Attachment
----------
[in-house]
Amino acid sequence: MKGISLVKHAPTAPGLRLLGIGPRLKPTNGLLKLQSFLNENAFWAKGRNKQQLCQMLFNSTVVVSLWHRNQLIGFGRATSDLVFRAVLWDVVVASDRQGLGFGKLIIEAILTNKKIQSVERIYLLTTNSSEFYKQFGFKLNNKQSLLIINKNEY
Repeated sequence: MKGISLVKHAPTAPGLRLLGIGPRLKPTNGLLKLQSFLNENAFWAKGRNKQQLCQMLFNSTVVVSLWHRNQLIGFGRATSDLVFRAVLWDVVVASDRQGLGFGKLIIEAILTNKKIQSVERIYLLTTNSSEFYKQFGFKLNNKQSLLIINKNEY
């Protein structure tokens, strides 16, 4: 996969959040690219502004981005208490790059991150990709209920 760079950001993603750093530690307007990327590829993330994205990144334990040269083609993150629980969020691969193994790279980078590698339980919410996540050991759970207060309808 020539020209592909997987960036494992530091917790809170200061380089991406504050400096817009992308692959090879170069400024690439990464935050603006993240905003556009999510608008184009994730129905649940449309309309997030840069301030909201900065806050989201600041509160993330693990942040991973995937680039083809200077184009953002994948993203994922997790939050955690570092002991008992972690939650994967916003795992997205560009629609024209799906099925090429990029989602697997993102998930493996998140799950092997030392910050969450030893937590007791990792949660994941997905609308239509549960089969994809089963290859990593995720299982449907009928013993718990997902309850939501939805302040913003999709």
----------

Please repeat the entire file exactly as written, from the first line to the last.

[in-house]
Amino acid sequence: MKGISLVKHAPTAPGLRLLGIGPRLKPTNGLLKLQSFLNENAFWAKGRNKQQLCQMLFNSTVVVSLWHRNQLIGFGRATSDLVFRAVLWDVVVASDRQGLGFGKLIIEAILTNKKIQSVERIYLLTTNSSEFYKQFGFKLNNKQSLLIINKNEY
Repeated sequence: MKGISLVKHAPTAPGLRLLGIGPRLKPTNGLLKLQSFLNENAFWAKGRNKQQLCQMLFNSTVVVSLWHRNQLIGFGRATSDLVFRAVLWDVVVASDRQGLGFGKLIIEAILTNKKIQSVERIYLLTTNSSEFYKQFGFKLNNKQSLLIINKNEY
């Protein structure tokens, strides 16, 4: 996969959040690219502004981005208490790059991150990709209920 760079950001993603750093530690307007990327590829993330994205990144334990040269083609993150629980969020691969193994790279980078590698339980919410996540050991759970207060309808 020539020209592909997987960036494992530091917790809170200061380089991406504050400096817009992308692959090879170069400024690439990464935050603006993240905003556009999510608008184009994730129905649940449309309309997030840069301030909201900065806050989201600041509160993330693990942040991973995937680039083809200077184009953002994948993203994922997790939050955690570092002991008992972690939650994967916003795992997205560009629609024209799906099925090429990029989602697997993102998930493996998140799950092997030392910050969450030893937590007791990792949660994941997905609308239509549960089969994809089963290859990593995720299982449907009928013993718990997902309850939501939805302040913003999709």